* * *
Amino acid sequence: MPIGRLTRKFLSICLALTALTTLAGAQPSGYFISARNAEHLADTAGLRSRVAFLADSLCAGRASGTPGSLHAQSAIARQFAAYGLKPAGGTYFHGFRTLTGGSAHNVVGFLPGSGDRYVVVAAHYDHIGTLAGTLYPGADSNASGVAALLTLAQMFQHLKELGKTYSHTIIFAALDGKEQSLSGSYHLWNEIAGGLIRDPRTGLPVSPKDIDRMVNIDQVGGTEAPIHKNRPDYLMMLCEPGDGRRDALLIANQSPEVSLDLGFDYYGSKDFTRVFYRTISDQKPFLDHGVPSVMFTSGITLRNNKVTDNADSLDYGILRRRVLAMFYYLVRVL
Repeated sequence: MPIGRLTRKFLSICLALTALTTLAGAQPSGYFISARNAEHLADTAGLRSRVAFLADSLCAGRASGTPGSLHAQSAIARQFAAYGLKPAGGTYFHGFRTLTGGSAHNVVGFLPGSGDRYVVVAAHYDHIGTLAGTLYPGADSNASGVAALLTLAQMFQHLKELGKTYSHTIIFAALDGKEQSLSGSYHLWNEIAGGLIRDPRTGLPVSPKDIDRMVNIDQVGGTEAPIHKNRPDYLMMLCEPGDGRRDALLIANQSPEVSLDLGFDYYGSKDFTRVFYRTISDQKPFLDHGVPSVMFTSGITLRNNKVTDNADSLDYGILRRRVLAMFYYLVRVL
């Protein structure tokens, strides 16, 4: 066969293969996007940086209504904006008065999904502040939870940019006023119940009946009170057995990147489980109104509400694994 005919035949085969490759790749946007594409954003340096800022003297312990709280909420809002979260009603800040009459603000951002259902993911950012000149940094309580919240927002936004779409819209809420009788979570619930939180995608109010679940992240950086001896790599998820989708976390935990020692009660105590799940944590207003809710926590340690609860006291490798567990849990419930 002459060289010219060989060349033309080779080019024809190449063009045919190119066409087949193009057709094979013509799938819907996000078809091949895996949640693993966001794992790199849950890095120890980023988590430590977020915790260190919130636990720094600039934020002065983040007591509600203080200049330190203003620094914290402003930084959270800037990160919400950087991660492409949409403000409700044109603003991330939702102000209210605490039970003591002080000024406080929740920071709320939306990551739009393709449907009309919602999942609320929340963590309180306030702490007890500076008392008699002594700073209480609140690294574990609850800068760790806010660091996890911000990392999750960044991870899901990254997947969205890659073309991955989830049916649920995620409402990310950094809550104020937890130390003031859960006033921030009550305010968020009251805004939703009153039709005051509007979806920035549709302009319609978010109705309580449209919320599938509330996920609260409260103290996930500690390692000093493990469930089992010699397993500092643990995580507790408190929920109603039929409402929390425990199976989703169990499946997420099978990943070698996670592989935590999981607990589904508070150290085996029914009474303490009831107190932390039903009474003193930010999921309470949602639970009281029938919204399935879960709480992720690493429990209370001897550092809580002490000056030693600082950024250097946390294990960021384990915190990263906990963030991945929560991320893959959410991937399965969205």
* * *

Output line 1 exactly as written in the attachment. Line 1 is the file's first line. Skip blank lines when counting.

Amino acid sequence: MPIGRLTRKFLSICLALTALTTLAGAQPSGYFISARNAEHLADTAGLRSRVAFLADSLCAGRASGTPGSLHAQSAIARQFAAYGLKPAGGTYFHGFRTLTGGSAHNVVGFLPGSGDRYVVVAAHYDHIGTLAGTLYPGADSNASGVAALLTLAQMFQHLKELGKTYSHTIIFAALDGKEQSLSGSYHLWNEIAGGLIRDPRTGLPVSPKDIDRMVNIDQVGGTEAPIHKNRPDYLMMLCEPGDGRRDALLIANQSPEVSLDLGFDYYGSKDFTRVFYRTISDQKPFLDHGVPSVMFTSGITLRNNKVTDNADSLDYGILRRRVLAMFYYLVRVL